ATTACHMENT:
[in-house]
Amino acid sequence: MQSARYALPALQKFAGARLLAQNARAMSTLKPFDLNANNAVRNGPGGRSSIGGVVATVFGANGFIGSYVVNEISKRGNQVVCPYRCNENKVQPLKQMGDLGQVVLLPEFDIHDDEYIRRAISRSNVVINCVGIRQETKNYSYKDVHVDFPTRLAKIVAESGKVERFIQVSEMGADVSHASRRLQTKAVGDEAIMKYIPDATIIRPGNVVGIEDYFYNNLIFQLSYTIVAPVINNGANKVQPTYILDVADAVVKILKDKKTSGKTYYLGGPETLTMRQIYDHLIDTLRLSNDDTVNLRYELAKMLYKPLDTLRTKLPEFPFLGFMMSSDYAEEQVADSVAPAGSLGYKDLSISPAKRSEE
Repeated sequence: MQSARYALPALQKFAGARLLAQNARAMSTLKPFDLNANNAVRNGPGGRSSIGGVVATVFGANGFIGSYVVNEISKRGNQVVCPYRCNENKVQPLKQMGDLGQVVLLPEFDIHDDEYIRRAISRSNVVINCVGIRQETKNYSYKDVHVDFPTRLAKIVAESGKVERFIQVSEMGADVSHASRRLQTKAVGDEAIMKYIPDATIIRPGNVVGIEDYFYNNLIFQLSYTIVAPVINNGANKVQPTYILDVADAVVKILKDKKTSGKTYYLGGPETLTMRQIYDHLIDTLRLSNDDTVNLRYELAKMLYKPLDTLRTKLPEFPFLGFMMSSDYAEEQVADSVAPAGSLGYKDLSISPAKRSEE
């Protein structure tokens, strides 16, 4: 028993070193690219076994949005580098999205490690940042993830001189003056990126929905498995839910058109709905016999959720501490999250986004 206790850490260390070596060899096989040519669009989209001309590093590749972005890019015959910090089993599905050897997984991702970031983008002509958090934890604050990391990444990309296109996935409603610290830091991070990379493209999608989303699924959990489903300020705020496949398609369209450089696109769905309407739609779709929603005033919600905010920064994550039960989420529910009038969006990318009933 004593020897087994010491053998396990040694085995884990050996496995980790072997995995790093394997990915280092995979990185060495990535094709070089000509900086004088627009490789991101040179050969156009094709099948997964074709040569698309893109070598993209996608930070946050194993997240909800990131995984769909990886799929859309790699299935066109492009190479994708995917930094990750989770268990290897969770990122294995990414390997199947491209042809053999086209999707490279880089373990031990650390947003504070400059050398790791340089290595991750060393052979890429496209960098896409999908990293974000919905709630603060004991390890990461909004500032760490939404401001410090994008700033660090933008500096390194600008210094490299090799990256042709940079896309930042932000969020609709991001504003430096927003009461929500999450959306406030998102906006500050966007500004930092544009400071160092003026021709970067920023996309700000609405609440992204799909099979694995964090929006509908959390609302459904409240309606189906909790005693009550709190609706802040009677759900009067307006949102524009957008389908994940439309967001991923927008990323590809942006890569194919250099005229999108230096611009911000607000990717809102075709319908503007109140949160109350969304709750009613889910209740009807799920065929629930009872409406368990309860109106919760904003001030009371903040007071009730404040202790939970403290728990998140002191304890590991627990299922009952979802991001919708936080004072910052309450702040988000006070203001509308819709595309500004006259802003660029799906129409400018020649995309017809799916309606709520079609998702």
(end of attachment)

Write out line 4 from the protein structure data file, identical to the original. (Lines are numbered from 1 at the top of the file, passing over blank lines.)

């Protein structure tokens, strides 16, 4: 028993070193690219076994949005580098999205490690940042993830001189003056990126929905498995839910058109709905016999959720501490999250986004 206790850490260390070596060899096989040519669009989209001309590093590749972005890019015959910090089993599905050897997984991702970031983008002509958090934890604050990391990444990309296109996935409603610290830091991070990379493209999608989303699924959990489903300020705020496949398609369209450089696109769905309407739609779709929603005033919600905010920064994550039960989420529910009038969006990318009933 004593020897087994010491053998396990040694085995884990050996496995980790072997995995790093394997990915280092995979990185060495990535094709070089000509900086004088627009490789991101040179050969156009094709099948997964074709040569698309893109070598993209996608930070946050194993997240909800990131995984769909990886799929859309790699299935066109492009190479994708995917930094990750989770268990290897969770990122294995990414390997199947491209042809053999086209999707490279880089373990031990650390947003504070400059050398790791340089290595991750060393052979890429496209960098896409999908990293974000919905709630603060004991390890990461909004500032760490939404401001410090994008700033660090933008500096390194600008210094490299090799990256042709940079896309930042932000969020609709991001504003430096927003009461929500999450959306406030998102906006500050966007500004930092544009400071160092003026021709970067920023996309700000609405609440992204799909099979694995964090929006509908959390609302459904409240309606189906909790005693009550709190609706802040009677759900009067307006949102524009957008389908994940439309967001991923927008990323590809942006890569194919250099005229999108230096611009911000607000990717809102075709319908503007109140949160109350969304709750009613889910209740009807799920065929629930009872409406368990309860109106919760904003001030009371903040007071009730404040202790939970403290728990998140002191304890590991627990299922009952979802991001919708936080004072910052309450702040988000006070203001509308819709595309500004006259802003660029799906129409400018020649995309017809799916309606709520079609998702």